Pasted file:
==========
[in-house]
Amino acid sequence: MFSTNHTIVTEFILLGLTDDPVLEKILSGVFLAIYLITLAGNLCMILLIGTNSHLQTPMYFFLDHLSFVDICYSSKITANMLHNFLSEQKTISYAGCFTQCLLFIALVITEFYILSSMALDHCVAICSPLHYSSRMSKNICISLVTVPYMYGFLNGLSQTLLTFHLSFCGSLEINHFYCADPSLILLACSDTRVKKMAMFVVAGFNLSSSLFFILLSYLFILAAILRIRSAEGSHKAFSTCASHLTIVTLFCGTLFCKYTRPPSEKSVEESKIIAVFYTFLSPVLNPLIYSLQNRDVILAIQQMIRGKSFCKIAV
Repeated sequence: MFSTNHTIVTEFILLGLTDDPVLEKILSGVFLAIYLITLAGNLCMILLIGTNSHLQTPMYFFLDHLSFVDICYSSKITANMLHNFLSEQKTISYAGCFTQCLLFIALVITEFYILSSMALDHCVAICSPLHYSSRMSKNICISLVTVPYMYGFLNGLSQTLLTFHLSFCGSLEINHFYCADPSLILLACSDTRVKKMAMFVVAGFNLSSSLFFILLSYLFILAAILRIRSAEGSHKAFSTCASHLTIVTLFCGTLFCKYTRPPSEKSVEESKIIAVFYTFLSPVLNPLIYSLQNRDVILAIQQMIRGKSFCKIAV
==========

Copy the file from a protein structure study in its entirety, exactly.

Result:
[in-house]
Amino acid sequence: MFSTNHTIVTEFILLGLTDDPVLEKILSGVFLAIYLITLAGNLCMILLIGTNSHLQTPMYFFLDHLSFVDICYSSKITANMLHNFLSEQKTISYAGCFTQCLLFIALVITEFYILSSMALDHCVAICSPLHYSSRMSKNICISLVTVPYMYGFLNGLSQTLLTFHLSFCGSLEINHFYCADPSLILLACSDTRVKKMAMFVVAGFNLSSSLFFILLSYLFILAAILRIRSAEGSHKAFSTCASHLTIVTLFCGTLFCKYTRPPSEKSVEESKIIAVFYTFLSPVLNPLIYSLQNRDVILAIQQMIRGKSFCKIAV
Repeated sequence: MFSTNHTIVTEFILLGLTDDPVLEKILSGVFLAIYLITLAGNLCMILLIGTNSHLQTPMYFFLDHLSFVDICYSSKITANMLHNFLSEQKTISYAGCFTQCLLFIALVITEFYILSSMALDHCVAICSPLHYSSRMSKNICISLVTVPYMYGFLNGLSQTLLTFHLSFCGSLEINHFYCADPSLILLACSDTRVKKMAMFVVAGFNLSSSLFFILLSYLFILAAILRIRSAEGSHKAFSTCASHLTIVTLFCGTLFCKYTRPPSEKSVEESKIIAVFYTFLSPVLNPLIYSLQNRDVILAIQQMIRGKSFCKIAV